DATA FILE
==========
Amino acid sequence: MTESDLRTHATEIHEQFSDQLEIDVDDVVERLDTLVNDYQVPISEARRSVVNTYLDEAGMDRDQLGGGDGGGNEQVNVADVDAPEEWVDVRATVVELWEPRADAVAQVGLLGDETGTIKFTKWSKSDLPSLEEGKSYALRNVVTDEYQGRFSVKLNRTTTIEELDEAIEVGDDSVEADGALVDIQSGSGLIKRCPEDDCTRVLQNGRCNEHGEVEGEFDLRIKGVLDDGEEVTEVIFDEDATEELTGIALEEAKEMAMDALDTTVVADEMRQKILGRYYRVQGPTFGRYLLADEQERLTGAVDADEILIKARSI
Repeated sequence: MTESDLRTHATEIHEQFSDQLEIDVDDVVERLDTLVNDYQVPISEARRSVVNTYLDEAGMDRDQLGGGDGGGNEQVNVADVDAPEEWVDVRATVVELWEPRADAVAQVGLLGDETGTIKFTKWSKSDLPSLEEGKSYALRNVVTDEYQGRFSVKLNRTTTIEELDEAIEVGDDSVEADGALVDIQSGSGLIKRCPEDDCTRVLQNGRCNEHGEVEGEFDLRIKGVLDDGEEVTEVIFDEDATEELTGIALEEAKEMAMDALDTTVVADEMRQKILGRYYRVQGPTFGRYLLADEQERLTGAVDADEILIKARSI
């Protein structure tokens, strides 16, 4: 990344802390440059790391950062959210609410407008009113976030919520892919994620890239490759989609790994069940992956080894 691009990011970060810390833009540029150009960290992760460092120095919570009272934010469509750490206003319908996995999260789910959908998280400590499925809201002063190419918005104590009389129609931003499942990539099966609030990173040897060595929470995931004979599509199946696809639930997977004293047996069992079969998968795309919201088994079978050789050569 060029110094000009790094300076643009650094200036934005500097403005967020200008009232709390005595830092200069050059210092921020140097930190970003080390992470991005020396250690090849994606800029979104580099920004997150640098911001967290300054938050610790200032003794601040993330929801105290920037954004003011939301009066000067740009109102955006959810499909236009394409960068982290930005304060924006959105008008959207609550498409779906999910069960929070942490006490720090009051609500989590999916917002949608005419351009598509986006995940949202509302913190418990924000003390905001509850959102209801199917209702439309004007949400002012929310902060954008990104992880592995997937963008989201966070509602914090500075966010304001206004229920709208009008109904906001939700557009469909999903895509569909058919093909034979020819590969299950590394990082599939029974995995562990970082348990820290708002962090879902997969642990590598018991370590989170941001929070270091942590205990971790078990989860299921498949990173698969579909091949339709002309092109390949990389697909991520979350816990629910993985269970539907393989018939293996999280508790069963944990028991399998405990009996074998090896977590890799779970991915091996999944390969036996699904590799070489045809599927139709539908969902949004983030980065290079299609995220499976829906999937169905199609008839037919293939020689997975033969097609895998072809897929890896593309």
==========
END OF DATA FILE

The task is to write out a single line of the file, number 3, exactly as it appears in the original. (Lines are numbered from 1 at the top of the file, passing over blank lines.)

């Protein structure tokens, strides 16, 4: 990344802390440059790391950062959210609410407008009113976030919520892919994620890239490759989609790994069940992956080894 691009990011970060810390833009540029150009960290992760460092120095919570009272934010469509750490206003319908996995999260789910959908998280400590499925809201002063190419918005104590009389129609931003499942990539099966609030990173040897060595929470995931004979599509199946696809639930997977004293047996069992079969998968795309919201088994079978050789050569 060029110094000009790094300076643009650094200036934005500097403005967020200008009232709390005595830092200069050059210092921020140097930190970003080390992470991005020396250690090849994606800029979104580099920004997150640098911001967290300054938050610790200032003794601040993330929801105290920037954004003011939301009066000067740009109102955006959810499909236009394409960068982290930005304060924006959105008008959207609550498409779906999910069960929070942490006490720090009051609500989590999916917002949608005419351009598509986006995940949202509302913190418990924000003390905001509850959102209801199917209702439309004007949400002012929310902060954008990104992880592995997937963008989201966070509602914090500075966010304001206004229920709208009008109904906001939700557009469909999903895509569909058919093909034979020819590969299950590394990082599939029974995995562990970082348990820290708002962090879902997969642990590598018991370590989170941001929070270091942590205990971790078990989860299921498949990173698969579909091949339709002309092109390949990389697909991520979350816990629910993985269970539907393989018939293996999280508790069963944990028991399998405990009996074998090896977590890799779970991915091996999944390969036996699904590799070489045809599927139709539908969902949004983030980065290079299609995220499976829906999937169905199609008839037919293939020689997975033969097609895998072809897929890896593309």